According to sec. 1.1237-1(c)(3)(i), Income Tax Regs. 2 , the increase in value of the property caused by the improvements is the difference between the value of the property after the improvements and the value the property would have had if the improvements were not made. If the improvements increase the value of a lot by 10 percent or less, such increase will not be considered substantial in character. Otherwise, all relevant factors are to be considered in determining whether the improvements are substantial. Sec. 1.1237-1(c)(3)(ii), Income Tax Regs.
2 Sec. 1.1237-1(c)(3)(i), Income Tax Regs., states in relevant part:
The increase in value to be considered is only the increase attributable to the improvement or improvements. Other changes in the market price of the lot, not arising from improvements made by the taxpayer, shall be disregarded. The difference between the value of the lot, including improvements, when the improvement has been completed and an appraisal of its value if unimproved at that time, will disclose the value added by the improvements.
The record contains proof of the value of the property after the improvements, but the record does not show what the value of the property would have been at the time of sale if the improvements had not been made.
The improvements were completed either in the latter part of 1985 or the early part of 1986 at a cost of approximately $86,000. Petitioners' expert testified that in 1984 the value of the property would have been around $6,500 per acre without improvements. In 1984 petitioners sold some of the property for $7,751.94 per acre. This sale was with a commitment to make the improvements but the improvements had not actually been made. However, if the $6,500 is accepted, the committed improvements increased the value of the property. In 1986 after the improvements were complete, some of the property was sold for $11,824.42 per acre. Petitioners' expert also testified that during the period between 1984 and 1987, the value of real estate in Forney, Texas, increased. This expert estimated the increase at about 40 percent. While we do not give the weight to this expert's testimony we would give if it were better documented, we do note that if his estimate of $6,500 per acre for petitioners' land in 1984 unimproved and the 40-percent increase are accepted, the unimproved value in 1986 would be $9,100 and the actual sales price of the improved property, $11,824.42, is well over the 10 percent which the regulations state would be substantial. There is nothing in this record to support a conclusion that the improvements to the land were not substantial and did not substantially increase the value of the property. In fact the evidence shows to the contrary. We also note that hard-surface roads and water lines are among the improvements that are generally considered "substantial" under section 1.1237-1(c)(4), Income Tax Regs.
Under a special provision in section 1237(b)(3), where property has been held for 10 years, improvements which are necessary to make the lot or parcel marketable at a prevailing local price for similar building sites will not be considered substantial. Since petitioners acquired the property in 1978 and sold the property here involved in 1986, they had not held it for 10 years and therefore the special rule in section 1237(b)(3) does not apply.
Petitioners have failed to show that they have met the requirement of section 1237, that the improvements not be substantial and not substantially increase the value of the property.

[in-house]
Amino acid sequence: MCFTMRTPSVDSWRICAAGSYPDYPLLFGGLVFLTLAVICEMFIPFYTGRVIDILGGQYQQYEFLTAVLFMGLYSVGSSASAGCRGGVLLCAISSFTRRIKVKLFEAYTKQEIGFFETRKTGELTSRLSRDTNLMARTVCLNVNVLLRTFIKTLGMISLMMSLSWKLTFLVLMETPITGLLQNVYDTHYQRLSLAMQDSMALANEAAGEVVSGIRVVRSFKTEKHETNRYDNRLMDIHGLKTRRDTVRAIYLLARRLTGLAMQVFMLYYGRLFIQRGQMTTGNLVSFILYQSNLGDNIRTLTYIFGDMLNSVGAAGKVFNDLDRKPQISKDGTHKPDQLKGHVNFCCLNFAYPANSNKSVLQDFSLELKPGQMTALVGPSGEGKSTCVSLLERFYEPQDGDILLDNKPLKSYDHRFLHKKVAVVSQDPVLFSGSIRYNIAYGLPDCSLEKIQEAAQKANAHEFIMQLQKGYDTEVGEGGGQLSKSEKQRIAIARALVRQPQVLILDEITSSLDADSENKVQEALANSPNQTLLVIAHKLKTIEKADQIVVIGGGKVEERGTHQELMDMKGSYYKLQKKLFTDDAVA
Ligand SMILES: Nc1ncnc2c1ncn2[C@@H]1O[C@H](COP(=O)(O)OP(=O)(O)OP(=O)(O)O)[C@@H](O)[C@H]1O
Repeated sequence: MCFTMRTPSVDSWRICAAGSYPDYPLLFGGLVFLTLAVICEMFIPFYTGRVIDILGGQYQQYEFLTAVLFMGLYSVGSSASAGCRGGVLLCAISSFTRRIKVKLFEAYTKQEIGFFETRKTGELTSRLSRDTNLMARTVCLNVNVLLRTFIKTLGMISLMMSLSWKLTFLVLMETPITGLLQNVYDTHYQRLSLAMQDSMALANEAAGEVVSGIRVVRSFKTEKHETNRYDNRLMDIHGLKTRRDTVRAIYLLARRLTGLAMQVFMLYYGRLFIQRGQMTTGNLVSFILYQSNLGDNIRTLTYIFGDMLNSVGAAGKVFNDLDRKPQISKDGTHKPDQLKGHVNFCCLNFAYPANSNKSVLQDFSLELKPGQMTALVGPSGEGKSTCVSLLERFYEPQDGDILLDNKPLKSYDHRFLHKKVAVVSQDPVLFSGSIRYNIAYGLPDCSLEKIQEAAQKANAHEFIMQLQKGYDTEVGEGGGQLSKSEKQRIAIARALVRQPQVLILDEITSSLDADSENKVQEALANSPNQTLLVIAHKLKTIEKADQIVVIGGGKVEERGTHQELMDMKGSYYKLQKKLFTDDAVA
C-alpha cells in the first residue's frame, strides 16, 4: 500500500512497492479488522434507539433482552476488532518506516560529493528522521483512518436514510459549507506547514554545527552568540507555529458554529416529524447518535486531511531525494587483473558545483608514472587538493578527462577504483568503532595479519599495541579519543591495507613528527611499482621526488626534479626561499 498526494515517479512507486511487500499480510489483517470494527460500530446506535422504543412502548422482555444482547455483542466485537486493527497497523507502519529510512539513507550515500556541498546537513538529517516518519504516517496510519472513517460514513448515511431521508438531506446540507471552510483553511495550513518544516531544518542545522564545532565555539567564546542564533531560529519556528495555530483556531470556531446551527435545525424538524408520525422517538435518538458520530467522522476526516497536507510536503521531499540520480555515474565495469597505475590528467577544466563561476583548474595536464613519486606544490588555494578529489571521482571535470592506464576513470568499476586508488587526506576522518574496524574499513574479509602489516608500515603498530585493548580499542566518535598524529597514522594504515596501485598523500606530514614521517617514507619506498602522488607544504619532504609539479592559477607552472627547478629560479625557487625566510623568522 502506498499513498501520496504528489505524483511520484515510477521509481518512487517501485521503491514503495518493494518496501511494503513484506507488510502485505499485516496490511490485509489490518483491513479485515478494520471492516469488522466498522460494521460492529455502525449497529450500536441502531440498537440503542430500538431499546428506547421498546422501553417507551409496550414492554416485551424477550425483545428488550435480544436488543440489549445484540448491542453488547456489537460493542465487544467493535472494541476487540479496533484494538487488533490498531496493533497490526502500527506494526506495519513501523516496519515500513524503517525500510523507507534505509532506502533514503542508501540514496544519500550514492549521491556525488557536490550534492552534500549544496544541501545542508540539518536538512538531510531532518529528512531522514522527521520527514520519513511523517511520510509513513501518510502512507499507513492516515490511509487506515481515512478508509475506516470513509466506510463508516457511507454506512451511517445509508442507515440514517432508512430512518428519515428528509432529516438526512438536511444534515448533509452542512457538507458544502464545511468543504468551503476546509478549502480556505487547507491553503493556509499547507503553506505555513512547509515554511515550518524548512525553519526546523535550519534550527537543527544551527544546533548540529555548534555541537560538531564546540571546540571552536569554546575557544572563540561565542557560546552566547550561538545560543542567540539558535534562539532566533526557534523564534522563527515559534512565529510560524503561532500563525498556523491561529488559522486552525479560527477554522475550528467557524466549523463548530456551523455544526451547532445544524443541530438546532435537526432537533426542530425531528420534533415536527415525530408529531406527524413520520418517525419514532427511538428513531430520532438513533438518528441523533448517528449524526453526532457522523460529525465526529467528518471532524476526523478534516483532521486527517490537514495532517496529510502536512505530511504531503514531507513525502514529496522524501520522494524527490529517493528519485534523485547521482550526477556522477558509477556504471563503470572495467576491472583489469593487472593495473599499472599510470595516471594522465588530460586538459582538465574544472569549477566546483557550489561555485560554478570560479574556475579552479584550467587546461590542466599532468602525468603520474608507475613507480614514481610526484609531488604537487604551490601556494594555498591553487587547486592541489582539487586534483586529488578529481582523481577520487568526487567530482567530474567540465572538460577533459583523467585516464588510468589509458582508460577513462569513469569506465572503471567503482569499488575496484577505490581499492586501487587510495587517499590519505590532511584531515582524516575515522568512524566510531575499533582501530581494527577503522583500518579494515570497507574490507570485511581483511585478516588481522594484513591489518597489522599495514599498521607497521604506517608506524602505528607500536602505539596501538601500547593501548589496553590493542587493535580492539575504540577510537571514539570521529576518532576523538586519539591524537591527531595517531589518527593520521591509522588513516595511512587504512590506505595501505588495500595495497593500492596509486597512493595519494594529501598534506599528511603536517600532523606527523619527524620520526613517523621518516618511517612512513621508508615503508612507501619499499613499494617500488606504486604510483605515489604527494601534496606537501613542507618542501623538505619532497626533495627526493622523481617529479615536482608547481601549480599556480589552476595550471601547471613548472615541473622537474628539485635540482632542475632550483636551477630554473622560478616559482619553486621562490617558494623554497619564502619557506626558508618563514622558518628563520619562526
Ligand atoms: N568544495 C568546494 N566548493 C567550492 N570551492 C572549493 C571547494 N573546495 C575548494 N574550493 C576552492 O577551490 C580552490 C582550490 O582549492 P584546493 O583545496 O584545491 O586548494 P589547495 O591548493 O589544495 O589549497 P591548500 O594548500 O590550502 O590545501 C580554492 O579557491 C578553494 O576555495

Petitioners' argument is geared entirely to the provisions of section 1237. However, if aside from the provisions of section 1237, petitioners did not hold the property for sale to customers in the ordinary course of their trade or business, it would appear to be a capital asset. We therefore consider it necessary to determine whether petitioners held the property in 1986 for sale to customers in the ordinary course of their trade or business. In their opening brief petitioners did not discuss this issue. Respondent devoted the major portion of her opening brief to this issue. In their reply brief petitioners devote about half of a page to replying to respondent's argument that the lots they held in the Lone Elm Estates in 1986 were held for sale to customers in the ordinary course of their trade or business. However, we conclude that they do not concede this issue and we will therefore address it.
Initially we point out that on their 1987 return petitioners reported the sale of lots in the Lone Elm Estates on a Schedule C as a "residential development" business. Although we have considered this fact we have not given it much weight in light of the testimony of petitioners' accountant that in 1987 it did not matter how these sales were reported.
Section 1001 provides in general for the recognition of any gain or loss on the disposition of property. 3 The gain or loss recognized under section 1001 is characterized as either ordinary or capital. Section 1202(a), as in effect during 1986, allowed a taxpayer to deduct from gross income 60 percent of net long-term capital gains. 4 Capital gains result from the sale of a capital asset. Sec. 1222(11). A capital asset is defined as including any "property held by the taxpayer (whether or not connected with his trade or business)" except for five specific classes of property mentioned in the statute. Sec. 1221; 5 Arkansas Best Corp. v. Commissioner [88-1 USTC ╤ 9210], 485 U.S. 212, 215-216 (1988). Section 1221(1) mentions as one of the excluded classes of property any "property held by the taxpayer primarily for sale to customers in the ordinary course of his trade or business". This is the exclusion which respondent contends applies to petitioners' property.